Living With Lithography

Amanda Croft sheds some light on International Contemporary Lithography at Queen's

Stone • Plate • Grease • Water - International Contemporary Lithography is the brainchild of Northern Irish artist, curator and Professor of Fine Art, Paul Croft. Having shown in London and Wales, the exhibition arrives at the Naughton Gallery at Queen’s University without much fanfare. Lithography might not be as desirous or popular as it was throughout the 19th century, but that’s not to say that it has nothing to offer in 2007.

Intrigued as to the state of lithography in the 21st century, Croft began collating the work of British artists who work in the field for the benefit of his students at the Aberystwyth School of Art. But word spread, and soon Croft had an international collection on his hands, with artists from as far a field as Argentina, Canada, Australia and the US sending him examples of their work.

Croft’s resulting exhibition shows not only that lithography is alive and well, but that it’s been brought firmly up to date with artists like England's Josie McCoy combining lithographical techniques with 21st century software applications like Photoshop to produce images that are entirely new.

Lithography was invented in 1796 as a means of printing images or text onto paper. In a nutshell, lithography uses chemicals and water to produce negative and positive images on the target surface. Thereafter, when ink or paint is introduced, colour is retained in the positive areas whilst the negative areas remain untouched.

‘In its earliest guise, lithography was a form of stone printing,’ explains Amanda Croft, Head of History of Art at Queen’s University and the curator’s sister. ‘Artists would have worked on a very smooth stone using wax crayons and chemicals, allowing them to make multiple copies. Artists today use similar techniques, but there is also room to further experiment using Photoshop.’

Lithography was perhaps utilised to its fullest extent by the 19th century French artist Henri de Toulouse-Lautrec - painter, illustrator and printmaker. Lautrec famously used lithography to produce posters for Parisian cabaret club The Moulin Rogue. Vivid and exceedingly risqué, Lautrec’s lithographs – showing dancers kicking their frilly skirts into the air for all to see - have since been reproduced ad infinitum.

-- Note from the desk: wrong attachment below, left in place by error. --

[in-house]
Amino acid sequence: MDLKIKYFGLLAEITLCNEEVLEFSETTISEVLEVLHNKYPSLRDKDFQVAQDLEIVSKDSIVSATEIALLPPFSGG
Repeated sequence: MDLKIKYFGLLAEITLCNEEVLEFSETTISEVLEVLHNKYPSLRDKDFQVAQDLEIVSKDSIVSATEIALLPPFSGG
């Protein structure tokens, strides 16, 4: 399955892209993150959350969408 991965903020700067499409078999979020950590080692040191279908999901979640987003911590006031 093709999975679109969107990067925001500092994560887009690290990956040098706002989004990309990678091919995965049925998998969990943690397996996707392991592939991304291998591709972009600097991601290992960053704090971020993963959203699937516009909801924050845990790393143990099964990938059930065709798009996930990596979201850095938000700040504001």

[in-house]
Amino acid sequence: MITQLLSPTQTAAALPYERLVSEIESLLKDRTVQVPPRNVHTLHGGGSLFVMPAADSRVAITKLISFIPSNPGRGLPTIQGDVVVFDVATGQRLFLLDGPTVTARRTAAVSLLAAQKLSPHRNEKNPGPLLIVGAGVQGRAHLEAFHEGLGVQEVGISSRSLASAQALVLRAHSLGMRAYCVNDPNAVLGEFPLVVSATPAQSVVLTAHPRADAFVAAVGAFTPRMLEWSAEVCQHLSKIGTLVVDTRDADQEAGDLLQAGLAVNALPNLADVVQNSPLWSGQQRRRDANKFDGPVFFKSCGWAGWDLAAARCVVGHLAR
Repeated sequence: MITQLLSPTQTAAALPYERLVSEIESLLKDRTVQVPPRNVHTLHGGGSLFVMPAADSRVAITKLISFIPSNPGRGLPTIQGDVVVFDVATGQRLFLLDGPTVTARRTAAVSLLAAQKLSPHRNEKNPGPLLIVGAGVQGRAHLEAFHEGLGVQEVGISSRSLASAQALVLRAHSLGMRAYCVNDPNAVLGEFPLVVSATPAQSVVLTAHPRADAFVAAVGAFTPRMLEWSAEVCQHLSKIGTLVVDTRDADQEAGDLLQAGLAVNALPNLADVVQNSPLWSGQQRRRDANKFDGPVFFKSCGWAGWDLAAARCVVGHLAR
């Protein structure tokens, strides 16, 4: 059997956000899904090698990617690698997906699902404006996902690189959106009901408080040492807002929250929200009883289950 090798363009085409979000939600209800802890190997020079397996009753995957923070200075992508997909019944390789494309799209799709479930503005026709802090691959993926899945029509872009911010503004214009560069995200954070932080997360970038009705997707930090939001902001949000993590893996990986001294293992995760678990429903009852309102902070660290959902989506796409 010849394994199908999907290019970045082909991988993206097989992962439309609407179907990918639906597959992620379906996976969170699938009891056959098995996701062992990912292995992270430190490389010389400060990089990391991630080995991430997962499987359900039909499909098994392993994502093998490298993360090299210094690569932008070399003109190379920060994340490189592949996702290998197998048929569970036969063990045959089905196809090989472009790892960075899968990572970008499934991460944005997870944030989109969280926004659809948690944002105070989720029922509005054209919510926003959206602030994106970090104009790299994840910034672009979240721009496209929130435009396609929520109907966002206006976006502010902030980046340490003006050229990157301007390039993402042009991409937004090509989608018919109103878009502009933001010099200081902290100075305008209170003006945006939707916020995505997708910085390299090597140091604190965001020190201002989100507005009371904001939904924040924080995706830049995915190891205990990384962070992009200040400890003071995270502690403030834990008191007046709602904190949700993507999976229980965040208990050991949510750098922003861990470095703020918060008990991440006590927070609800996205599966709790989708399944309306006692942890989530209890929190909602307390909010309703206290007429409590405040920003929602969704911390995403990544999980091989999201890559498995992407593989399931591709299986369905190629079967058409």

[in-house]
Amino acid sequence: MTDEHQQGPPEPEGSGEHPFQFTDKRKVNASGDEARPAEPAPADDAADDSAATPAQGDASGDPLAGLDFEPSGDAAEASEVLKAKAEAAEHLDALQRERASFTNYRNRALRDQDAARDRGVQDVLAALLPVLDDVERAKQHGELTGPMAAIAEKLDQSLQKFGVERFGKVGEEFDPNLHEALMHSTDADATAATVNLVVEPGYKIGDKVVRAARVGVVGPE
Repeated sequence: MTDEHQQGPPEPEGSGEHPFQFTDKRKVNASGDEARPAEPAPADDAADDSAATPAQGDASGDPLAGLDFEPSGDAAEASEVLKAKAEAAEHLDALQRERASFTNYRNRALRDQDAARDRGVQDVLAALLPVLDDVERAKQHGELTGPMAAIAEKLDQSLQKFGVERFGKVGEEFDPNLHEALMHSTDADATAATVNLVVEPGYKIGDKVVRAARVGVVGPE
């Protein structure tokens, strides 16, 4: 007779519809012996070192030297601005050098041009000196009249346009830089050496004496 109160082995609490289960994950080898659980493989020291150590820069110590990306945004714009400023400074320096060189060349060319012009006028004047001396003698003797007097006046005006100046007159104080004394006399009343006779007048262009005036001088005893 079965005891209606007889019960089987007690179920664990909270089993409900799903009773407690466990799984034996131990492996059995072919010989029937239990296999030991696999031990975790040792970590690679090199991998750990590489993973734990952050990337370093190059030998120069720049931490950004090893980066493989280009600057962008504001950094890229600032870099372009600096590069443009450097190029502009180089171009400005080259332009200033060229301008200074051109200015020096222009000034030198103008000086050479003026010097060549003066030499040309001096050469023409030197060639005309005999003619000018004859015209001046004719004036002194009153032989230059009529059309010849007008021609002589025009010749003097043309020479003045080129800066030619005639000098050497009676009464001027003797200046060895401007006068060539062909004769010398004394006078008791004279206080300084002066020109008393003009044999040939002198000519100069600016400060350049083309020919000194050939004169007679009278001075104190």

The Naughton Gallery is well suited for Croft's exhibition, naturally drawing the viewer through its carpeted anteroom – where portrait pieces like Graham Fleck’s Of Man and Angel hang resplendent in the dim light - and through into the main space.

The lithographs are hung without much thought to chronology, origin or applied technique. Black and white stone lithographs by Irish artists hang next to colourful plate lithographs by Japanese artists. It makes for an eclectic mix, surprising the viewer at every turn. And the exhibition is not confined to the walls. In the centre of the hall two installations of tin cans decorated with lithographic images seem like a new take on a Warhol classic.

From Co Down artist John Breakey’s abstract images of the Mourne Mountains to Paula Rego’s disturbing black and white sketches; Nicollette Carter’s playful doodles to Michael Barne’s grotesque profiles, International Contemporary Lithography offers a wide range of styles and techniques that could appeal to a broad audience.

‘Paul was becoming concerned that lithography was beginning to fall of the artistic map,’ confides Amanda Croft. ‘Partly because of the rise of digitisation and other new printmaking techniques. He was both gratified and terrified by the response – he received something like 700 individual entries. But in the end he found it a hugely rewarding experience.

'The exhibition aims to show a range of different applications of a very old technique. We hope the exhibition might go some way in renewing an interest in lithography with both art students and the general public.’